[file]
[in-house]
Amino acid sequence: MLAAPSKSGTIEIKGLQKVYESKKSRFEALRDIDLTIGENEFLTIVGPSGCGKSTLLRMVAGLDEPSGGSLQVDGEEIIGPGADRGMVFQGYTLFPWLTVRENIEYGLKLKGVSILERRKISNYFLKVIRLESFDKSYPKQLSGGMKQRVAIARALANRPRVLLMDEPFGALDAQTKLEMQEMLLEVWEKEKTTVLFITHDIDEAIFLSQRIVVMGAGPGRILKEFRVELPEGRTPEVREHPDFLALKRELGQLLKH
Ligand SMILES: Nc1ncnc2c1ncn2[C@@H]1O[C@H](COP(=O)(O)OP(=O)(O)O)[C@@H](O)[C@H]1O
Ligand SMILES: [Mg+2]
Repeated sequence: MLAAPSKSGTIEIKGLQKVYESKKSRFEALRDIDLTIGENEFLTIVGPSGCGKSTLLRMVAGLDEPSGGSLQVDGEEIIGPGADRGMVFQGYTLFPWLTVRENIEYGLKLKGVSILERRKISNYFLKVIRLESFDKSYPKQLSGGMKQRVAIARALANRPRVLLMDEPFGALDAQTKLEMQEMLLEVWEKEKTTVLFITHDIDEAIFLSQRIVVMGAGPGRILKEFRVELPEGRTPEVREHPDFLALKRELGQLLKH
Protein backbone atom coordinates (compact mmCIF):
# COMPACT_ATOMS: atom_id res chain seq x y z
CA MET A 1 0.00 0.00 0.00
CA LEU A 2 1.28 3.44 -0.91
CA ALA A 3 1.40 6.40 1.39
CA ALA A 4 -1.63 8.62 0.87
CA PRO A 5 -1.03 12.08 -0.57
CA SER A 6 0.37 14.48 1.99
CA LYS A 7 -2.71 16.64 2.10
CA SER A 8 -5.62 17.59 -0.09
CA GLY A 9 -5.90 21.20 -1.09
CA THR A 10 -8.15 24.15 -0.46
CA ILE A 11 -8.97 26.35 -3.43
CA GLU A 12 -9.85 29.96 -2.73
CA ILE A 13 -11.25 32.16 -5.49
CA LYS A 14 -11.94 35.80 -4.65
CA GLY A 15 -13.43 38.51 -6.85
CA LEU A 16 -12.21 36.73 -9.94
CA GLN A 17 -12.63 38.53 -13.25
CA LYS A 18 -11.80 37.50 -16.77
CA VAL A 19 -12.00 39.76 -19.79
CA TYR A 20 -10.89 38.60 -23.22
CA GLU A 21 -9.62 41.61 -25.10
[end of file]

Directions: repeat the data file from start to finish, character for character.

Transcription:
[in-house]
Amino acid sequence: MLAAPSKSGTIEIKGLQKVYESKKSRFEALRDIDLTIGENEFLTIVGPSGCGKSTLLRMVAGLDEPSGGSLQVDGEEIIGPGADRGMVFQGYTLFPWLTVRENIEYGLKLKGVSILERRKISNYFLKVIRLESFDKSYPKQLSGGMKQRVAIARALANRPRVLLMDEPFGALDAQTKLEMQEMLLEVWEKEKTTVLFITHDIDEAIFLSQRIVVMGAGPGRILKEFRVELPEGRTPEVREHPDFLALKRELGQLLKH
Ligand SMILES: Nc1ncnc2c1ncn2[C@@H]1O[C@H](COP(=O)(O)OP(=O)(O)O)[C@@H](O)[C@H]1O
Ligand SMILES: [Mg+2]
Repeated sequence: MLAAPSKSGTIEIKGLQKVYESKKSRFEALRDIDLTIGENEFLTIVGPSGCGKSTLLRMVAGLDEPSGGSLQVDGEEIIGPGADRGMVFQGYTLFPWLTVRENIEYGLKLKGVSILERRKISNYFLKVIRLESFDKSYPKQLSGGMKQRVAIARALANRPRVLLMDEPFGALDAQTKLEMQEMLLEVWEKEKTTVLFITHDIDEAIFLSQRIVVMGAGPGRILKEFRVELPEGRTPEVREHPDFLALKRELGQLLKH
Protein backbone atom coordinates (compact mmCIF):
# COMPACT_ATOMS: atom_id res chain seq x y z
CA MET A 1 0.00 0.00 0.00
CA LEU A 2 1.28 3.44 -0.91
CA ALA A 3 1.40 6.40 1.39
CA ALA A 4 -1.63 8.62 0.87
CA PRO A 5 -1.03 12.08 -0.57
CA SER A 6 0.37 14.48 1.99
CA LYS A 7 -2.71 16.64 2.10
CA SER A 8 -5.62 17.59 -0.09
CA GLY A 9 -5.90 21.20 -1.09
CA THR A 10 -8.15 24.15 -0.46
CA ILE A 11 -8.97 26.35 -3.43
CA GLU A 12 -9.85 29.96 -2.73
CA ILE A 13 -11.25 32.16 -5.49
CA LYS A 14 -11.94 35.80 -4.65
CA GLY A 15 -13.43 38.51 -6.85
CA LEU A 16 -12.21 36.73 -9.94
CA GLN A 17 -12.63 38.53 -13.25
CA LYS A 18 -11.80 37.50 -16.77
CA VAL A 19 -12.00 39.76 -19.79
CA TYR A 20 -10.89 38.60 -23.22
CA GLU A 21 -9.62 41.61 -25.10